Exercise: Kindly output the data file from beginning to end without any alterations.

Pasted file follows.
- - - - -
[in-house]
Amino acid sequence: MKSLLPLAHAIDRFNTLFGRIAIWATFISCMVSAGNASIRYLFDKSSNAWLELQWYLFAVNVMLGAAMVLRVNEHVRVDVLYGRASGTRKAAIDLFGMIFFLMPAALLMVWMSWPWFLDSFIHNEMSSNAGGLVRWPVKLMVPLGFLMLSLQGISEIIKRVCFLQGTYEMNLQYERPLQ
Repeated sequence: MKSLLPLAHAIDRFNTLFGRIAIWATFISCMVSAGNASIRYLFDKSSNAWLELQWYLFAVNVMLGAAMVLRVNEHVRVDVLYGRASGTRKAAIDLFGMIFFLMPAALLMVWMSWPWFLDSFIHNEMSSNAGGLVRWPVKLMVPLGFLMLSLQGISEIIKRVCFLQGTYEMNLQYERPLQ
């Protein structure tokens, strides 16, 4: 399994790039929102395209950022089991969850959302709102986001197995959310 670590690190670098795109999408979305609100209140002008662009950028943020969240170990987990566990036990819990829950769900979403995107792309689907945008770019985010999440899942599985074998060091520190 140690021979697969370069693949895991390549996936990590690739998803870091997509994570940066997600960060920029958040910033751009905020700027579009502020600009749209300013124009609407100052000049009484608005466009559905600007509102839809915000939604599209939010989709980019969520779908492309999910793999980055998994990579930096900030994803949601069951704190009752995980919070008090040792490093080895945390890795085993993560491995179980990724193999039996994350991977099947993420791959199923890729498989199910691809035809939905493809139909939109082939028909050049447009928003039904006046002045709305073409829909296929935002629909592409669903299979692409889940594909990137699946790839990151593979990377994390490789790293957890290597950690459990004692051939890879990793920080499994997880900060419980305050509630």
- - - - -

[in-house]
Amino acid sequence: MKSLLPLAHAIDRFNTLFGRIAIWATFISCMVSAGNASIRYLFDKSSNAWLELQWYLFAVNVMLGAAMVLRVNEHVRVDVLYGRASGTRKAAIDLFGMIFFLMPAALLMVWMSWPWFLDSFIHNEMSSNAGGLVRWPVKLMVPLGFLMLSLQGISEIIKRVCFLQGTYEMNLQYERPLQ
Repeated sequence: MKSLLPLAHAIDRFNTLFGRIAIWATFISCMVSAGNASIRYLFDKSSNAWLELQWYLFAVNVMLGAAMVLRVNEHVRVDVLYGRASGTRKAAIDLFGMIFFLMPAALLMVWMSWPWFLDSFIHNEMSSNAGGLVRWPVKLMVPLGFLMLSLQGISEIIKRVCFLQGTYEMNLQYERPLQ
């Protein structure tokens, strides 16, 4: 399994790039929102395209950022089991969850959302709102986001197995959310 670590690190670098795109999408979305609100209140002008662009950028943020969240170990987990566990036990819990829950769900979403995107792309689907945008770019985010999440899942599985074998060091520190 140690021979697969370069693949895991390549996936990590690739998803870091997509994570940066997600960060920029958040910033751009905020700027579009502020600009749209300013124009609407100052000049009484608005466009559905600007509102839809915000939604599209939010989709980019969520779908492309999910793999980055998994990579930096900030994803949601069951704190009752995980919070008090040792490093080895945390890795085993993560491995179980990724193999039996994350991977099947993420791959199923890729498989199910691809035809939905493809139909939109082939028909050049447009928003039904006046002045709305073409829909296929935002629909592409669903299979692409889940594909990137699946790839990151593979990377994390490789790293957890290597950690459990004692051939890879990793920080499994997880900060419980305050509630």